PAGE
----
5. In a small town, when a crime occurs it is reported, and the officers actually generate a written report, which results in a statistic, unlike urban areas, where the officer just laughs if you want to report a stolen bike or something. The “statistics” don’t reflect the reality. The chief observation seems to be that poor people live in these towns. In the estimation of Mr. Tapman, the residents are poor, and therefore must be miserable. On the other hand, if you live in an urban area and have money, you must be happy. I prefer to live in a place where there is a sense of Community and where your neighbors know you and are there when you need them. I know many of the towns on this list, and I intend to build a home in one of them. If Mr. Tapman had actually done his research on the ground, rather than in the census statistics and Google Earth, he might have thought better than to waste time on this garbage piece.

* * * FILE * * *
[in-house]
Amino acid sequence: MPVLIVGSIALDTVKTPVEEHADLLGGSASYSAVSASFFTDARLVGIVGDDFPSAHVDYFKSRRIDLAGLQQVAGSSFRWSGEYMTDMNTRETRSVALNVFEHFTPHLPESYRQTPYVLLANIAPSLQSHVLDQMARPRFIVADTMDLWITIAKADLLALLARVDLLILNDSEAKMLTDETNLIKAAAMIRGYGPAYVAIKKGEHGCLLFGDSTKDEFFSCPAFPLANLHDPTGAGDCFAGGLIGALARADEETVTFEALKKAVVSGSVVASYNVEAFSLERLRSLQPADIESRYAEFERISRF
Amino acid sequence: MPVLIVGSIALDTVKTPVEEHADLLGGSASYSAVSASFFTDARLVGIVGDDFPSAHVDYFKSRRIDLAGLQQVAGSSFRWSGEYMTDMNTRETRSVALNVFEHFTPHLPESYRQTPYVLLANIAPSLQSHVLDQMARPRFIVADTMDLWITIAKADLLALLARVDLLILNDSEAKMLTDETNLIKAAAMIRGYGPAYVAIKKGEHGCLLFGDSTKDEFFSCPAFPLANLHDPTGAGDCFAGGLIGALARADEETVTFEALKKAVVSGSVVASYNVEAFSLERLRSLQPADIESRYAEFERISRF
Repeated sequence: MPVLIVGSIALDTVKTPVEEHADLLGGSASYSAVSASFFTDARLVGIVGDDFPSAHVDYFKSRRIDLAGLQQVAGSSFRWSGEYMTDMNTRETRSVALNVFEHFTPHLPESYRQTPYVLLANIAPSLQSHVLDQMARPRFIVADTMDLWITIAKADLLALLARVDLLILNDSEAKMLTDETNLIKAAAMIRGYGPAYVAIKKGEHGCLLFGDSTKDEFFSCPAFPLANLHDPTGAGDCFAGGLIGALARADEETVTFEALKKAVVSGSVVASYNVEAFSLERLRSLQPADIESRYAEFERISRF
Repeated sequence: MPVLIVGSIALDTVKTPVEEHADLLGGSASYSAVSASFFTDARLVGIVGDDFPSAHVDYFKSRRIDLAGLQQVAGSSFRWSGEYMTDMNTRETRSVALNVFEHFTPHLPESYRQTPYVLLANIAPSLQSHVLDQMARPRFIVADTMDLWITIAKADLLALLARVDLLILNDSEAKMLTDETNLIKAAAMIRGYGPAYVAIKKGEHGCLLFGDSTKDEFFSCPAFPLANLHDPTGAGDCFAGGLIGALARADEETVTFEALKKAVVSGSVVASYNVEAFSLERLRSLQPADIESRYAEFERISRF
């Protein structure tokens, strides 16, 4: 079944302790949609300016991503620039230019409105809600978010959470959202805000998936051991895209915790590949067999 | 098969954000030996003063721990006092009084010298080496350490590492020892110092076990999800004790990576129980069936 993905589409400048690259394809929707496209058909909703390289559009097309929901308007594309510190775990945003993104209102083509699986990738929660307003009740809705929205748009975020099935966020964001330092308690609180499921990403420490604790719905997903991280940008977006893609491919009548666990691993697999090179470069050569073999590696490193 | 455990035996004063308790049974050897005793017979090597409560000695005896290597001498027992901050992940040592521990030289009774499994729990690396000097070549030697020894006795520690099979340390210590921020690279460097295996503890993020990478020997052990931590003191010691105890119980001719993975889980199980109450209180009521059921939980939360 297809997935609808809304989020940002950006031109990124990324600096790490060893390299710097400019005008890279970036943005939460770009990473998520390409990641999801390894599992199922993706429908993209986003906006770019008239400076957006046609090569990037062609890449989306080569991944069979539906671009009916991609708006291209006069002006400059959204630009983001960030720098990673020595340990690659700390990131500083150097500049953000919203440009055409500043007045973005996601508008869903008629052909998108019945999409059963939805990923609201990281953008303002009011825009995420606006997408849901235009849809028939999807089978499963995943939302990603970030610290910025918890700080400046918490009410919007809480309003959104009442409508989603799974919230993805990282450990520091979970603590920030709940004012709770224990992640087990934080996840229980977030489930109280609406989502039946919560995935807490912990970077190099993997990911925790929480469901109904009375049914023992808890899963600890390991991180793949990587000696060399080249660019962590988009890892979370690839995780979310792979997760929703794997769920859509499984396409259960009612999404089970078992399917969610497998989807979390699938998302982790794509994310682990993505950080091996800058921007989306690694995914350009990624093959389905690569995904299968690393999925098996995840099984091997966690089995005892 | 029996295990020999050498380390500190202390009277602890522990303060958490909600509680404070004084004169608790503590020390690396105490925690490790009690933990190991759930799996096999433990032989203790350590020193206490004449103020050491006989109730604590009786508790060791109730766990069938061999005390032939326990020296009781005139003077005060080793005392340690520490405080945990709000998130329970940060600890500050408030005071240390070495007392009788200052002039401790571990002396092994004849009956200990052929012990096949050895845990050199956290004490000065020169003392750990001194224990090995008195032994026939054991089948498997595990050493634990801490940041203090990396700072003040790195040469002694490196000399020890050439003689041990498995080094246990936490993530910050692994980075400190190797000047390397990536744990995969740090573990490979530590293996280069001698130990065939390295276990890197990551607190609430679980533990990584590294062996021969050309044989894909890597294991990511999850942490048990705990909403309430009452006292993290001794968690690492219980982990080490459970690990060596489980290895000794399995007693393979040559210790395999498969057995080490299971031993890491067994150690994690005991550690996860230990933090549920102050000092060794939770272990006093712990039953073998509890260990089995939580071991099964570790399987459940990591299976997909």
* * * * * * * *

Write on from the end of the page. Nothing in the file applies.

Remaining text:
6. I love Joaquin, Texas! We bought a lake property and loved it so much, we moved there. I guess to each his own…….

  7. All it takes is a drive to a “bigger” city to do your shopping and you see why we live in a small town, crime, crack-heads, mentally ill people wandering around, police arresting people left and right, fights in stores, etc.

  8. A common error researchers have is they find evidence of what they assumed prior to beginning their research. Abraham Lincoln is quoted as having said, “If you look for the bad in people expecting to find it, you surely will.” Pollyanna took Mister Lincoln’s quote farther when she said, “If you look for the bad in people you’re sure to find it, so look for the good in them instead.” In that pursuit you will come to realize the true nature of the small towns and the people living in and around them.